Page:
Thursday, January 28, 2021

#2,529. Locke (2013)


Some movies are designed for a communal experience, to be viewed on the big screen in a packed theater. Locke is not one of those movies; it is best seen when you are completely alone.

And “alone” is exactly what the lead character is for the duration of this stunning 2013 film. A life-altering phone call has Ivan Locke (Tom Hardy), loving family man and hard-working foreman, making a late-night drive to London, abandoning his workplace on the eve of the biggest moment of his career.

Knowing full well his actions will likely cost him his job, his wife (voiced by Ruth Wilson), and everything he holds dear, Locke nonetheless is compelled by family history to undertake this journey, and will spend the entire hour and a half trip on his cell phone, trying his damnedest to salvage the life he worked so hard to build.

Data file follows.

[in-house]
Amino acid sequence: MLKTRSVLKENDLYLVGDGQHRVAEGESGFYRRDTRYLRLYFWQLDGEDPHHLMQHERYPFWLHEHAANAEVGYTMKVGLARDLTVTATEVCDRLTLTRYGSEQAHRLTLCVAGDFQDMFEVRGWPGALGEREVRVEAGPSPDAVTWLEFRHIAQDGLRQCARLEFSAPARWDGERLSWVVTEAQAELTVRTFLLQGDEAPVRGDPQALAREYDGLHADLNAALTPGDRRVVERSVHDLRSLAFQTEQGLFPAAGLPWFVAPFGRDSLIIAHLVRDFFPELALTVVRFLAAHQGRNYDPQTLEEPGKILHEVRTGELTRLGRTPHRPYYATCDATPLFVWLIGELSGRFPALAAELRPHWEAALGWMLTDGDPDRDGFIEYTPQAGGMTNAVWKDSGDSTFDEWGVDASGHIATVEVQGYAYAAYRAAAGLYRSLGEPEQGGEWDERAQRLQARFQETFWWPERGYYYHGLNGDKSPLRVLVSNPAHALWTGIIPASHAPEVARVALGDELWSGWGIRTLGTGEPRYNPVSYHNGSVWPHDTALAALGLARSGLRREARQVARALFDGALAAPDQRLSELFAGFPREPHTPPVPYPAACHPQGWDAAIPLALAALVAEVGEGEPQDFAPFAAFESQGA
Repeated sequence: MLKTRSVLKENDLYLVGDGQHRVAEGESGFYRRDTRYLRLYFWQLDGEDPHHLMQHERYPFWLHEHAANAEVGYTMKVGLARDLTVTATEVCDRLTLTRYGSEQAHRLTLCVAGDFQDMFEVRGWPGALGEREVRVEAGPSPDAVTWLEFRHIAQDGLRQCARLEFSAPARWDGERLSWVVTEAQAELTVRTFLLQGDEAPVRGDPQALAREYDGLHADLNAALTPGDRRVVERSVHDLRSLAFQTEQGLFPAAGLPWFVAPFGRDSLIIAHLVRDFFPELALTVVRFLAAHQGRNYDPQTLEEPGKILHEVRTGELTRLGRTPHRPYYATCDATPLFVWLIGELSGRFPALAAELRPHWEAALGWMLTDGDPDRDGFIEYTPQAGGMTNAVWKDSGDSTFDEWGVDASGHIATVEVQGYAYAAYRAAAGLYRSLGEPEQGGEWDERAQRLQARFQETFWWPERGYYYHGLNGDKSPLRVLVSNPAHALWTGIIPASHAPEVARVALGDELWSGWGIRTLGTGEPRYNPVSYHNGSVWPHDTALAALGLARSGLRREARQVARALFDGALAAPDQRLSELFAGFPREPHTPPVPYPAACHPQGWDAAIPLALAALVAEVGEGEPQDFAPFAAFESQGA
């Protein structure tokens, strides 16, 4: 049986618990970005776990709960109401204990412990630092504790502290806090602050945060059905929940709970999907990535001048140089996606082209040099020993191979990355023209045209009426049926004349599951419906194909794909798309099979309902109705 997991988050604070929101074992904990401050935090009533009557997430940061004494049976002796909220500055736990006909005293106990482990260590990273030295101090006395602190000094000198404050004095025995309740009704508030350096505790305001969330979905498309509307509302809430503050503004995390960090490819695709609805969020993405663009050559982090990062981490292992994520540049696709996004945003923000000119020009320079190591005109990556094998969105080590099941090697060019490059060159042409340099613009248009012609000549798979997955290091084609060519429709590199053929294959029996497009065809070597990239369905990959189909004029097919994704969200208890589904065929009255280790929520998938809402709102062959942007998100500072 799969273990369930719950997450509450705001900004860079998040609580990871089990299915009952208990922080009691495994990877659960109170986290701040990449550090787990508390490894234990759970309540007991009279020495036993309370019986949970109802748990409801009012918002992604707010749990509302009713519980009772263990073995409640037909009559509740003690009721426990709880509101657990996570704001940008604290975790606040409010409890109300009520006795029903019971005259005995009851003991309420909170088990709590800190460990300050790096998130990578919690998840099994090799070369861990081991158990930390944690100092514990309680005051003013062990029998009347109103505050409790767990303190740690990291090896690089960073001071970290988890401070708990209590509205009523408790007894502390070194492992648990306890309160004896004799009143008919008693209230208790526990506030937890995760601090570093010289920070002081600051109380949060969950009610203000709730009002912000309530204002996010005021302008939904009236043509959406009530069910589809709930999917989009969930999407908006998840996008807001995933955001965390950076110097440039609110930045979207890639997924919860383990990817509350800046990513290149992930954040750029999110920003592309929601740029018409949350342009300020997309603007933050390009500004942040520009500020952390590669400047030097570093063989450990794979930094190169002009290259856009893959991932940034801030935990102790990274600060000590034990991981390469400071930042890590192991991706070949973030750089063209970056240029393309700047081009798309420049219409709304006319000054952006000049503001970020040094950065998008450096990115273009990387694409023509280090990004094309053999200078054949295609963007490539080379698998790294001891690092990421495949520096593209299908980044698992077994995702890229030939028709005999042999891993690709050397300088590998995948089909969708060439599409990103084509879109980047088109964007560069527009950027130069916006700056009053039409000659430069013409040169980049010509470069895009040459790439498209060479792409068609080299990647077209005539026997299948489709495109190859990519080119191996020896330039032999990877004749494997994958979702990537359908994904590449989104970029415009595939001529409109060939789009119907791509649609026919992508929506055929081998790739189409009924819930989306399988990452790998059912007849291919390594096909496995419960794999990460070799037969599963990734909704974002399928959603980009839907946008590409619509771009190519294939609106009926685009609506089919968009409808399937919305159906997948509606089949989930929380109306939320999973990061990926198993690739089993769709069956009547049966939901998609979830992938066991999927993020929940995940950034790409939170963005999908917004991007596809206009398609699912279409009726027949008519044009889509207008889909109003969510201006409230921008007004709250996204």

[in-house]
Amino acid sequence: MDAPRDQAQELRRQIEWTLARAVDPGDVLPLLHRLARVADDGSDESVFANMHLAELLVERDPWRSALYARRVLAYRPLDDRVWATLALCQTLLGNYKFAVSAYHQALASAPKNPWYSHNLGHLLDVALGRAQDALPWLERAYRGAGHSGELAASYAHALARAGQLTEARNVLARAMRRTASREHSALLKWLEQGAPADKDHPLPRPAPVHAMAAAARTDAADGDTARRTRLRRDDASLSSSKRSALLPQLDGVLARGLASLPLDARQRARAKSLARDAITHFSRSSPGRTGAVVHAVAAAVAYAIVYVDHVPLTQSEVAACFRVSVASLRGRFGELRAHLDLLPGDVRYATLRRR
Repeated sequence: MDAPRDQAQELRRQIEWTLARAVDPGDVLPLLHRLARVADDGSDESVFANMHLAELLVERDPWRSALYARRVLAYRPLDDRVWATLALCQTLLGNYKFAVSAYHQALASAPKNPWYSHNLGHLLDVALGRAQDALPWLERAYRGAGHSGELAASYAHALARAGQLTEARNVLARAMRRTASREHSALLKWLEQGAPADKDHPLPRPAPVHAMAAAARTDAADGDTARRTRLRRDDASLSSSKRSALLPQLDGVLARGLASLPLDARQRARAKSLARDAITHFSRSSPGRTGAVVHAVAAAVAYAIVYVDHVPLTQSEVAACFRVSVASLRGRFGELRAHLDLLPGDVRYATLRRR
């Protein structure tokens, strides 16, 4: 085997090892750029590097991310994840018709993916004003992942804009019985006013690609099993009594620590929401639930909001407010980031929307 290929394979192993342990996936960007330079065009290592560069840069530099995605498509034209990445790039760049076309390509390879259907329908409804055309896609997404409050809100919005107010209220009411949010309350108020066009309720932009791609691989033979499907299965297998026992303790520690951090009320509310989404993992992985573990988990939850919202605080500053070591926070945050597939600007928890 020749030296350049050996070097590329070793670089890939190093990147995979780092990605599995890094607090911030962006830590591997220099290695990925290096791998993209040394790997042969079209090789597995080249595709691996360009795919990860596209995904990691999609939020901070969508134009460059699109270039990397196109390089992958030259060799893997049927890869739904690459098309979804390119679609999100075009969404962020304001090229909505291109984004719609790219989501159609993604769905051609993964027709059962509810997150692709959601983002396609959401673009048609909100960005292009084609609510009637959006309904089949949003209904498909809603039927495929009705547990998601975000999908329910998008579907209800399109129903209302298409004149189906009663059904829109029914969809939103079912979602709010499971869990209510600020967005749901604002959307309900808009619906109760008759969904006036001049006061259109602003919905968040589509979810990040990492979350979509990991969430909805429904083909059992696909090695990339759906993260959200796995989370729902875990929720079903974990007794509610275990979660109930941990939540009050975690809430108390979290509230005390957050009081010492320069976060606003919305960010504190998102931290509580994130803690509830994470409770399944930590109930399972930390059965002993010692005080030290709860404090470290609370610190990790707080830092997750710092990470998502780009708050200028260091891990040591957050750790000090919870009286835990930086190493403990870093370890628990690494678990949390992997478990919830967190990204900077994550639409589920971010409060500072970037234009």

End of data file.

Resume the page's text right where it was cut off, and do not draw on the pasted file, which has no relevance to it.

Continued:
Writer / director Steven Knight’s Locke is incredibly bold in its approach; it’s a one-man show, set inside the lead character’s car. Fortunately for Knight, he cast the perfect actor in the title role. Tom Hardy is brilliant as the controlled, ultra-professional Locke, a man everyone has come to rely upon. In fact, I would go so far as to say this is Hardy’s finest performance.

Several strong actors lend their voices in supporting roles, including Wilson, Olivia Colman, Andrew Scott (especially good as Locke’s panic-stricken co-worker), and a young Tom Holland (as Locke’s son, Eddie), but this is Hardy’s show, and he is mesmerizing from start to finish.

If you think there’s no way an almost 90-minute single-setting drama can keep you on the edge of your seat, think again. Locke is a modern masterpiece.
Rating: 10 out of 10

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